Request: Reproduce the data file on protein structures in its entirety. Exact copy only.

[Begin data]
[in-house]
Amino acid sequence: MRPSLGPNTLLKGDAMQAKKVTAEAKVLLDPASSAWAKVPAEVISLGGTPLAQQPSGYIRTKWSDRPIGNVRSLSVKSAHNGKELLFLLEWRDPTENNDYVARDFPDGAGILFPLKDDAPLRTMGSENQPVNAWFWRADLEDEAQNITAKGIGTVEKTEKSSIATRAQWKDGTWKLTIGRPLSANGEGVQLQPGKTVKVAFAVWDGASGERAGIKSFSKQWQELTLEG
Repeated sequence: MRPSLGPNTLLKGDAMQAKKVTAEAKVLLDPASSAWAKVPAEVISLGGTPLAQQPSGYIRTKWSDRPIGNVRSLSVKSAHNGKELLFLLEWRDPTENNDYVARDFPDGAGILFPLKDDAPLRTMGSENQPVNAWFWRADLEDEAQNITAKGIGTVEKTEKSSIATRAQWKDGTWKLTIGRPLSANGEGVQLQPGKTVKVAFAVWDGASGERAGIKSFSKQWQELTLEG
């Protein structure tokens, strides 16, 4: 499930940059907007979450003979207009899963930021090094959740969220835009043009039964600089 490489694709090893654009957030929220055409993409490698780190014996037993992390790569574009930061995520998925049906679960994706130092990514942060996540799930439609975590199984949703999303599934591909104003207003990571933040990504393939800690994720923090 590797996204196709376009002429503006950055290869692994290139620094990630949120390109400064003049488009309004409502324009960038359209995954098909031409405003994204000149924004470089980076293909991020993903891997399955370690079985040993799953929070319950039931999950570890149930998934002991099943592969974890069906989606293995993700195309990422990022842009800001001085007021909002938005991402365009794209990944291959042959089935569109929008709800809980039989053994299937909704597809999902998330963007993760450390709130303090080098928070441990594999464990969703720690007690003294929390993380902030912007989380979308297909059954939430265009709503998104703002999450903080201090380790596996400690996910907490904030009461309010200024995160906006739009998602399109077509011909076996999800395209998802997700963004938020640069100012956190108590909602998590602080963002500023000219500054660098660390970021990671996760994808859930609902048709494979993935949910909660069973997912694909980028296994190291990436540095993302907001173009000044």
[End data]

[in-house]
Amino acid sequence: MRPSLGPNTLLKGDAMQAKKVTAEAKVLLDPASSAWAKVPAEVISLGGTPLAQQPSGYIRTKWSDRPIGNVRSLSVKSAHNGKELLFLLEWRDPTENNDYVARDFPDGAGILFPLKDDAPLRTMGSENQPVNAWFWRADLEDEAQNITAKGIGTVEKTEKSSIATRAQWKDGTWKLTIGRPLSANGEGVQLQPGKTVKVAFAVWDGASGERAGIKSFSKQWQELTLEG
Repeated sequence: MRPSLGPNTLLKGDAMQAKKVTAEAKVLLDPASSAWAKVPAEVISLGGTPLAQQPSGYIRTKWSDRPIGNVRSLSVKSAHNGKELLFLLEWRDPTENNDYVARDFPDGAGILFPLKDDAPLRTMGSENQPVNAWFWRADLEDEAQNITAKGIGTVEKTEKSSIATRAQWKDGTWKLTIGRPLSANGEGVQLQPGKTVKVAFAVWDGASGERAGIKSFSKQWQELTLEG
């Protein structure tokens, strides 16, 4: 499930940059907007979450003979207009899963930021090094959740969220835009043009039964600089 490489694709090893654009957030929220055409993409490698780190014996037993992390790569574009930061995520998925049906679960994706130092990514942060996540799930439609975590199984949703999303599934591909104003207003990571933040990504393939800690994720923090 590797996204196709376009002429503006950055290869692994290139620094990630949120390109400064003049488009309004409502324009960038359209995954098909031409405003994204000149924004470089980076293909991020993903891997399955370690079985040993799953929070319950039931999950570890149930998934002991099943592969974890069906989606293995993700195309990422990022842009800001001085007021909002938005991402365009794209990944291959042959089935569109929008709800809980039989053994299937909704597809999902998330963007993760450390709130303090080098928070441990594999464990969703720690007690003294929390993380902030912007989380979308297909059954939430265009709503998104703002999450903080201090380790596996400690996910907490904030009461309010200024995160906006739009998602399109077509011909076996999800395209998802997700963004938020640069100012956190108590909602998590602080963002500023000219500054660098660390970021990671996760994808859930609902048709494979993935949910909660069973997912694909980028296994190291990436540095993302907001173009000044």